The pandemic and lockdown had an impact on property sales volumes and prices. Plus, interest rates are low. So, is this a good time to buy your first home, move house, or buy an investment property? It could be, but there are risks and uncertainties to take into account. Here are the most important things to consider before you sign an offer to purchase.
Property prices are low, but not alwaysWe looked at the FNB Property Barometer and Lightstone House Price Indices, two well-known surveys of the residential housing market. House prices are growing at around 2%, which is lower than inflation. This tells us that property prices are increasing at a very low rate, on average. So prices are, on average, much the same as last year.
However, across the various price ranges there are some key differences.
Prices in what is called the affordable range, under R750 000, are growing at a higher rate, which means the prices are higher than last year. This is where there is a lot of demand (more buyers are looking for affordable homes than luxury homes), which means property sellers of homes under R750 000 can ask a higher price for their properties. There is no transfer duty on homes priced under R1 million, which makes them even more affordable and in demand.
If you are buying a home in this price range, you are likely to find property prices are higher than last year.
In higher price ranges, over R1.5 million, there is less demand and property prices are not growing as much, if at all. There are also more sellers in this market, which means you may be able to negotiate a lower price than the asking price, particularly if you have an eager seller.
The bottom line: While prices are not going up and there is space to negotiate on asking prices, bargains are unlikely, other than in the higher price ranges.
Sometimes cheap is cheap for good reason. A house price may be low because service delivery in the area is poor, or because the house needs expensive maintenance, like roof repairs. Always look around the neighbourhood and ask to see body corporate accounts if you buy a sectional title to see if the building is well maintained and managed.
Be sure to lock in low interest ratesAlthough property prices are not at record lows, interest rates are. Prime is 7%. If you are going to take out a home loan, your interest costs will be significantly lower than they would have been a year ago.
Look at this example on an R800 000 bond over 20 years:
At an interest rate of 10%, the repayment is R7 720 a month.
At an interest rate of 7%, the monthly repayment of R6 202.
That’s a saving of over R1 500 a month.
It is unlikely that we will see interest rates fall much lower, unless something dramatic happens. The South African Reserve Bank said on 17 September they expect interest rate increases towards the end of 2021.
Remember that interest rates can go up over time, and in some years by quite a lot. So don’t take a home loan to your limit, rather leave some room in your budget so that if rates go up you can still afford your home. You may also want to fix your interest rate, which means your rate won’t increase during the term of your loan.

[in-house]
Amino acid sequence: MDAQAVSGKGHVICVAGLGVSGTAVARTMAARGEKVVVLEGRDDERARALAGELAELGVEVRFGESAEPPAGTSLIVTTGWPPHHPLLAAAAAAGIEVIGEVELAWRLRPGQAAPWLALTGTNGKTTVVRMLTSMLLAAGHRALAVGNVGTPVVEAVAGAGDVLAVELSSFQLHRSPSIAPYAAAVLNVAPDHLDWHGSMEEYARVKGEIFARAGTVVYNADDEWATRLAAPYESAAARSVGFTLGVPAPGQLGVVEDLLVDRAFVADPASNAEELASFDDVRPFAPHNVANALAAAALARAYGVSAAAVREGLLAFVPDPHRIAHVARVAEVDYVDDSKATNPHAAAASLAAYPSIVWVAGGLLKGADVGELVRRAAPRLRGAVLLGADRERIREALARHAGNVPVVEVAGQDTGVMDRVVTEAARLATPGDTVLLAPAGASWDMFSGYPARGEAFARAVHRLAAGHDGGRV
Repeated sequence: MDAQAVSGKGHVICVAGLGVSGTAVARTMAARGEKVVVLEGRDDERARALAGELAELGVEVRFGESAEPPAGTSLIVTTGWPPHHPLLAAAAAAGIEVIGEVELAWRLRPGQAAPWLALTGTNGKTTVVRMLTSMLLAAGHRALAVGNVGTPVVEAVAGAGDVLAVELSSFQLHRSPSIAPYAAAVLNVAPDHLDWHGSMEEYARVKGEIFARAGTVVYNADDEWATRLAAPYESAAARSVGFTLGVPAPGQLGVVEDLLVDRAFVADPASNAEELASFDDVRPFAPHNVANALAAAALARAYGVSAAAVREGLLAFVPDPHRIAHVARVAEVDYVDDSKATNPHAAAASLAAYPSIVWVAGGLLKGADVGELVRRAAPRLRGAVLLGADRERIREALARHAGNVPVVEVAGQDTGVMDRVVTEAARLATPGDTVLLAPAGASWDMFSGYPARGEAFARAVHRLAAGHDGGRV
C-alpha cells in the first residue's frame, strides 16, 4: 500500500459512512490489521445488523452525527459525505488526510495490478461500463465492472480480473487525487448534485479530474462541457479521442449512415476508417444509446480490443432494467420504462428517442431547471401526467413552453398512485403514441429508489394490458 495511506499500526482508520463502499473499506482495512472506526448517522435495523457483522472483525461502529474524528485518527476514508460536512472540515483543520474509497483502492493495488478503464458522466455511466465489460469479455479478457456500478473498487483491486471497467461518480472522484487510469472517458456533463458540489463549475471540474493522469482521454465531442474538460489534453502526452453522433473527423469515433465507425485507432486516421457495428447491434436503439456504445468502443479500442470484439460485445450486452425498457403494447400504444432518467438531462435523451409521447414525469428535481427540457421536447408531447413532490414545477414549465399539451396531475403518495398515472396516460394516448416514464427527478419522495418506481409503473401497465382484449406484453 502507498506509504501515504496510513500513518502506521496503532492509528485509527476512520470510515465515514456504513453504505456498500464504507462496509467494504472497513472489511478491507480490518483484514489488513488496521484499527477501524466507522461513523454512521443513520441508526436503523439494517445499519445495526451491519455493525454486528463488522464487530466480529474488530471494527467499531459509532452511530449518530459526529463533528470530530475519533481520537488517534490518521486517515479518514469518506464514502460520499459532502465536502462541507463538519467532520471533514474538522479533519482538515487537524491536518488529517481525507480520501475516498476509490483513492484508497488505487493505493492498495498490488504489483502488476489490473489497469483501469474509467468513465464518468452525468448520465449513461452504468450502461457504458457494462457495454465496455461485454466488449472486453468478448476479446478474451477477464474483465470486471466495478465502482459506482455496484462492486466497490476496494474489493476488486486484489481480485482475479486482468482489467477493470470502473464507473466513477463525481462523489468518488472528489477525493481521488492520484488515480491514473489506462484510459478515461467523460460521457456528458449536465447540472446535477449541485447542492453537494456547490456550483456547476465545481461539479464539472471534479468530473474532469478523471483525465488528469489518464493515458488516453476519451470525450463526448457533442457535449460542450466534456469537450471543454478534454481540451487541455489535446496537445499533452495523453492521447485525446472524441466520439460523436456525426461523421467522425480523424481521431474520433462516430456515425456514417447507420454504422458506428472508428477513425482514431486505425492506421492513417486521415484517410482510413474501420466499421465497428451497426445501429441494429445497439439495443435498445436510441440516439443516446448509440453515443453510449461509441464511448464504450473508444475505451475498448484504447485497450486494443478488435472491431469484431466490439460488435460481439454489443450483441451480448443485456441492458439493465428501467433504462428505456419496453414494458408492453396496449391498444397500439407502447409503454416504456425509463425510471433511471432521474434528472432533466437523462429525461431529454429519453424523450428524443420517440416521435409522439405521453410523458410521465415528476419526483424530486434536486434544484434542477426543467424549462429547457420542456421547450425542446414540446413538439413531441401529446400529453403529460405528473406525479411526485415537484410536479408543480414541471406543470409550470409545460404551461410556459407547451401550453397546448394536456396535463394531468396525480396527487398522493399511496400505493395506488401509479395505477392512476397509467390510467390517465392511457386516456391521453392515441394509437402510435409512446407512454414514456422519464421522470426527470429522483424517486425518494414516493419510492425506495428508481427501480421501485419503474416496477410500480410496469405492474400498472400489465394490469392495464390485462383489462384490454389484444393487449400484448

Be cautious if buying to rentEven if prices are low and finance is cheap you still need a good reason to buy property. It might be for a home you’ve longed to call your own, it might be for an investment property that you want to rent out, it may even be for a holiday home.
Buy to live in
If you are buying a home to live in, now does seem like a good time to buy because prices are not sky high, and you should get a home loan at a favourable rate. You may even be able to fix your home loan rate, although this may be higher than prime.
Buy to rent
Be careful of the warning signs – there are many.
A worrying trend is that rentals are not being paid on time. TPN surveys the rental market each month, and since lockdown there has been a reduction in the number of tenants paying their rent in full and on time. In fact, you have a one in four chance of not receiving rent on time. There are also a lot of properties for rent, which means any new tenant can shop around for cheaper rents.
So if you buy to rent, you need to be prepared for that fact that you might not get the rental you had anticipated, and you might run into problems getting rent every month on time.
Remember that when you own a property to rent you have to pay some costs, such as rates, whether you have a tenant or not. Municipal rates are increasing. And while tenants have to pay for electricity, if you don’t have a tenant you may have a basic electricity cost to cover.
You may struggle to keep up home loan repayments if you don’t have tenants and you have to pay running and home loan costs.
Final thoughtsSpending so much time at home in 2020 has given many of us a new appreciation for the places we live in. If you are looking to buy a first or new home, take your time finding the right home in the right location, research prices, and take advantage of low interest rates.
The bottom line: ‘Buy to live in’ gets a green light, but don’t overextend yourself financially, ‘buy to rent’ gets an amber light – be careful.